Environmentalist or conservationist?

By Gary Ledbetter
May 28, 2008

“Greenness” is the cause du jour among people who have the spare time to look for a new cause. Being green risks becoming the monotonous tune that fades into background noise, but not yet.

Note the addition of pollution to the Vatican’s revised seven deadly sins. For this month [March 2008] anyway, note the recent release of a Southern Baptist statement on the environment and climate change. Each of these actions launches a thousand “Aha!” stories from the monolithic media. It’s not background noise yet.

My hope is to clarify something. First, Southern Baptists have not been enemies of creation. Our then-Christian Life Commission (now the Ethics & Religious Liberty Commission) did a seminar on earth-keeping 17 years ago. Our confession of faith affirms the sovereignty of God, the stewardship of man, and the current reality of sin and corruption. Our recently maligned 2007 resolution “On Global Warming” approached its main subject with caution but still began with the presupposition that “Christians are called by God to exercise caring stewardship and dominion over the earth.” It ended with the affirmation of “our God-given responsibility to care for the earth.”

And yet, we are not environmentalists. This popular cause goes in a far different direction than does responsible dominion.

Environmentalism arbitrarily separates man from the rest of creation. Here’s where the idea that “man is a virus” finds a home. In fact the discussion is usually framed around the assumption that mankind has done something as a malignant interloper to an environment that includes all but him.

This quote from the pro-abortion Sierra Club’s website is an example of this mindset: “The Sierra Club recognizes that all of our environmental successes may be short-lived if they do not include efforts to address population growth. Meeting the basic need for family planning and reproductive health services now is a necessary investment for an improved environmental future.”

Conversely, environmentalism portrays mankind as a mere part of creation. When the needs of people require the dislocation of an animal or the use of trees, environmentalists cry “foul” because they see us as certainly no more valuable than any other created thing.

The now-infamous portion of “Earth in the Balance” where Nobel laureate Al Gore compares the value of a Yew tree to the value of human life that might be saved by making an anti-cancer drug from the tree is an example of this leveling.

Protesters dressed as chickens (right to life for chickens!) and as Jesus (what would Jesus eat?) who sometimes appear at the SBC represent this view. Darwinism fits well here. If random mutation and a few million years are all that separate us from chickens, how dare we munch nuggets? The differences are not inherent but rather accidental.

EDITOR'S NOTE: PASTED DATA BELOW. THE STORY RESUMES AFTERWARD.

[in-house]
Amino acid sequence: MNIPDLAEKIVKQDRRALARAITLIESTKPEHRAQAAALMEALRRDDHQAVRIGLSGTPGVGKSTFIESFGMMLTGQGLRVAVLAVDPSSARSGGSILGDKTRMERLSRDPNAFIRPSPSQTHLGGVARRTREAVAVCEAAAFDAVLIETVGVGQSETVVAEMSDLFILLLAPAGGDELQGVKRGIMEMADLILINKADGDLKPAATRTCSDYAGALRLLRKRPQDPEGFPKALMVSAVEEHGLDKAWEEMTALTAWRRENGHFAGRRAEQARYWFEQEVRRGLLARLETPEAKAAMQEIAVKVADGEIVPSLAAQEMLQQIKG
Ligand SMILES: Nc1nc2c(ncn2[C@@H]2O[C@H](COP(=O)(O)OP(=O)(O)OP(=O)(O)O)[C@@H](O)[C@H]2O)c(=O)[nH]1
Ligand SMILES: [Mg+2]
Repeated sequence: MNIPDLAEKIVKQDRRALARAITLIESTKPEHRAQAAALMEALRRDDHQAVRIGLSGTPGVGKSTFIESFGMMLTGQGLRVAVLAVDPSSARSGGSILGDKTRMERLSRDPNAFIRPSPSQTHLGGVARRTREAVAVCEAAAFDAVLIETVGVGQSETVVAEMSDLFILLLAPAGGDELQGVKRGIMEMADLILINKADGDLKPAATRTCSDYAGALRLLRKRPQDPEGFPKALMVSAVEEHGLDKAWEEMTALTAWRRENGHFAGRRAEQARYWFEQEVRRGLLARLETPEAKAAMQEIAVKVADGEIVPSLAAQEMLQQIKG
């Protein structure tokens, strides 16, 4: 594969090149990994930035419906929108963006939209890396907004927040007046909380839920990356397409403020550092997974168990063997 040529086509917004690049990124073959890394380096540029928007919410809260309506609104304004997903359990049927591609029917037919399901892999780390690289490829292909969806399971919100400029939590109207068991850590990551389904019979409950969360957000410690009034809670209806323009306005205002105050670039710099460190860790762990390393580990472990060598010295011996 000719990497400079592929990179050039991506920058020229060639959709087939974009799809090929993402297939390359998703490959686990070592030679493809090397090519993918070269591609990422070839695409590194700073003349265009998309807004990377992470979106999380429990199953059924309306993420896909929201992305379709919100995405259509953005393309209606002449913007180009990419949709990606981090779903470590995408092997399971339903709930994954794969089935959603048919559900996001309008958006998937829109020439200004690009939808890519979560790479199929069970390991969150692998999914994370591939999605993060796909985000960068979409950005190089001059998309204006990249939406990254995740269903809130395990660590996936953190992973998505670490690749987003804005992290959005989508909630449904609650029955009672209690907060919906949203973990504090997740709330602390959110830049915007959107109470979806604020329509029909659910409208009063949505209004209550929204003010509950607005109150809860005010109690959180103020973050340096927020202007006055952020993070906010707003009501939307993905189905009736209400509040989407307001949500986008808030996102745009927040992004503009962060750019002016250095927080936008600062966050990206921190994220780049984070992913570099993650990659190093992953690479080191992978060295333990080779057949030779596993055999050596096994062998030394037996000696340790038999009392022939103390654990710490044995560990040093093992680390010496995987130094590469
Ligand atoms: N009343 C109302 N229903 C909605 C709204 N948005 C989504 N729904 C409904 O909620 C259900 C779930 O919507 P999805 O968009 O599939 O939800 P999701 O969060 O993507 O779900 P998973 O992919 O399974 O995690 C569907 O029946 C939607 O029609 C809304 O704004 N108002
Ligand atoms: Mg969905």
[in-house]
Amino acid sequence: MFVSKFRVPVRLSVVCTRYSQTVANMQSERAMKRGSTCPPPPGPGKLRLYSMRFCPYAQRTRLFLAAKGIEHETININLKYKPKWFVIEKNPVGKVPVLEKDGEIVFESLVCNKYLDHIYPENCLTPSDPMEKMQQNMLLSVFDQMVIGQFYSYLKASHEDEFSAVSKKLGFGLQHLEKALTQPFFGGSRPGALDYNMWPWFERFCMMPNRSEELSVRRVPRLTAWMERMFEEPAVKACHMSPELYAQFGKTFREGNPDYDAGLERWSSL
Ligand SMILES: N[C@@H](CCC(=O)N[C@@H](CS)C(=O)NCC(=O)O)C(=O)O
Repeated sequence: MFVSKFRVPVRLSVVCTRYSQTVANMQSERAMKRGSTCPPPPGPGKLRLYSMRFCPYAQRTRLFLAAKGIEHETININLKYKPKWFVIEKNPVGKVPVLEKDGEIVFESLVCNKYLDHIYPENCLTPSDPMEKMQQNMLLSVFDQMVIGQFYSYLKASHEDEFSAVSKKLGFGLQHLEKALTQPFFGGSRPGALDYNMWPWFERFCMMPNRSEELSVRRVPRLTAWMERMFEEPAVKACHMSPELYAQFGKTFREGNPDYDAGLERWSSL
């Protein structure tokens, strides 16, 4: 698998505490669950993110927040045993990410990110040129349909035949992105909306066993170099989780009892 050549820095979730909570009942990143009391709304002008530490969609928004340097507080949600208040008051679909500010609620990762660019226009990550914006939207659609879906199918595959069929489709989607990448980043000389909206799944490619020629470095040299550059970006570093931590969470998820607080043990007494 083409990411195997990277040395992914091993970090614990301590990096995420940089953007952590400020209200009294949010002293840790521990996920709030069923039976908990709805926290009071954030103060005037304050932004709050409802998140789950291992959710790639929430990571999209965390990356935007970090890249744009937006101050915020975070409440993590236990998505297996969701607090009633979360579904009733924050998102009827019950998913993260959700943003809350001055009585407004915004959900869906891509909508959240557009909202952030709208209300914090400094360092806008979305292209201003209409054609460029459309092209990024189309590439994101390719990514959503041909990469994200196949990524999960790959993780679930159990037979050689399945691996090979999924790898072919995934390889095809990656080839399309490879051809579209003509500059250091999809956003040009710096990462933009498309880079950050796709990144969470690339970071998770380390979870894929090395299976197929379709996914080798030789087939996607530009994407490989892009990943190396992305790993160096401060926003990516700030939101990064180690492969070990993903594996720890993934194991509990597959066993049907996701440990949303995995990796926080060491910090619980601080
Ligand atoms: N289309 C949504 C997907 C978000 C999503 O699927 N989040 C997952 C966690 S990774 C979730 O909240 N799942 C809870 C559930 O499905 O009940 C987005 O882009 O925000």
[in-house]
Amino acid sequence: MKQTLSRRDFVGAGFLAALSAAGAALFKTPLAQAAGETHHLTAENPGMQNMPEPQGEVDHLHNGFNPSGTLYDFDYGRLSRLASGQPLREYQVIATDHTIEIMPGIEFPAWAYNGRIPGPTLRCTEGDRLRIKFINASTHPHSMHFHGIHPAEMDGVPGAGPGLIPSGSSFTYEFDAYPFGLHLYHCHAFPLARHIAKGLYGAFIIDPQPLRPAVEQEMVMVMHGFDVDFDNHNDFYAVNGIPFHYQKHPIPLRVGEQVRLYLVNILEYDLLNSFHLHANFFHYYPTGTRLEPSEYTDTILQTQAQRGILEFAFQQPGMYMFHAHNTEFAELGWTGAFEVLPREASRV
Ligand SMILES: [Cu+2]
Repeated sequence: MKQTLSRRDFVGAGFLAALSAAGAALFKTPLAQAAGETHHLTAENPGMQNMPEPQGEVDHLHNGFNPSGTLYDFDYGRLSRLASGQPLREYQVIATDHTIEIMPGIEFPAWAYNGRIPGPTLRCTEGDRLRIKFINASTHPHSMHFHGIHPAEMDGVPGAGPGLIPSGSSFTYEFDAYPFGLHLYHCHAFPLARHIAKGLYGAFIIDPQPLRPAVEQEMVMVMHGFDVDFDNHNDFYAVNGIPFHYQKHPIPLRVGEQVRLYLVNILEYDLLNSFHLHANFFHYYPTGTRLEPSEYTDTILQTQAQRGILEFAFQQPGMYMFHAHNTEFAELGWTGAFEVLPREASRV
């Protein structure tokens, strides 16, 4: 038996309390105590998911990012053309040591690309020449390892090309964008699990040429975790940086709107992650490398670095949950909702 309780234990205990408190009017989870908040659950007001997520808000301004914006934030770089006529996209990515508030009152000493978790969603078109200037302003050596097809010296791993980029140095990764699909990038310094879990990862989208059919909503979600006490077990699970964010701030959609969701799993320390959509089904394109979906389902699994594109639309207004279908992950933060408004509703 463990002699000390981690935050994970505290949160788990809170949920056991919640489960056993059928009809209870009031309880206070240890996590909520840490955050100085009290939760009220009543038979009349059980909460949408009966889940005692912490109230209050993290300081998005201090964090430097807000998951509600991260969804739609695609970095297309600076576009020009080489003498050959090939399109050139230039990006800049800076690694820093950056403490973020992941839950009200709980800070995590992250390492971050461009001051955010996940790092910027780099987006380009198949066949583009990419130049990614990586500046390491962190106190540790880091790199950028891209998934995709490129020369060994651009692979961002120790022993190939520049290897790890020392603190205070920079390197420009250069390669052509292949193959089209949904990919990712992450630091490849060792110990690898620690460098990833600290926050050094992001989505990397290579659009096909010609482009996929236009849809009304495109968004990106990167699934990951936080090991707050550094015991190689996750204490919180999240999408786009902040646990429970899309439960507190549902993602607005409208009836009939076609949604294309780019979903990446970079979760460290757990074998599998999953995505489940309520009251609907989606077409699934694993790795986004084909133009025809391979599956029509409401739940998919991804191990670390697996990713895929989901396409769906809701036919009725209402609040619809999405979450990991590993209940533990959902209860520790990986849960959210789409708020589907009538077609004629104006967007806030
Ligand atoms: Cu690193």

In the wrong hands (that’s most of them), environmentalism is all about what is sensually pleasing to people. The romantic ideal of a place untouched by man seems to be the movement’s goal for most of the earth. The thought that all created things should be adapted or maintained to please me is as comforting to the strip miner as it is to the back-country hiker.

Environmentalists seem to believe that “Spaceship Earth,” properly cared for, can last forever. Thus, our actions can “save the planet.” Since we are accidentally endowed with opposable thumbs and math skills, we are responsible for solving corruption and disease in other creatures. In fact, it is often assumed that we are responsible for these problems.

Better that we should strive to be conservationists. This term stresses our work of dominion relative to other parts of creation. A conservationist Christian will take a completely different approach to creation care.

Conservationist Christians will teach by example and exposition the difference between God’s sovereignty and our dominion over the earth, and tyranny. Despite abuses, the role of man as steward of creation is not, by definition, one of tyranny. We have a God-given mandate to serve in that role.

A biblical view of our place in creation will teach that we are part of that creation. Everything that is not God is created by him. For those of us who believe in God and that he is the creator, this is a no-brainer. And yet, this very belief is one of the flashpoints of the culture war.

If we are part of creation and conservators of it, we can now deduce a hierarchy of value on earth. The Lord says that the plants (Genesis 1:29) and animals (Genesis 9:3) are for our use for food and for other purposes. While a rock, as well as the moss that grows on it and worms beneath it, has value because God made it, it is not invalid for us to displace the rock and its ecosystem to build a house or other such useful thing. We should not do this to indulge a mischievous urge but as part of our purposeful use and ordering of what God made.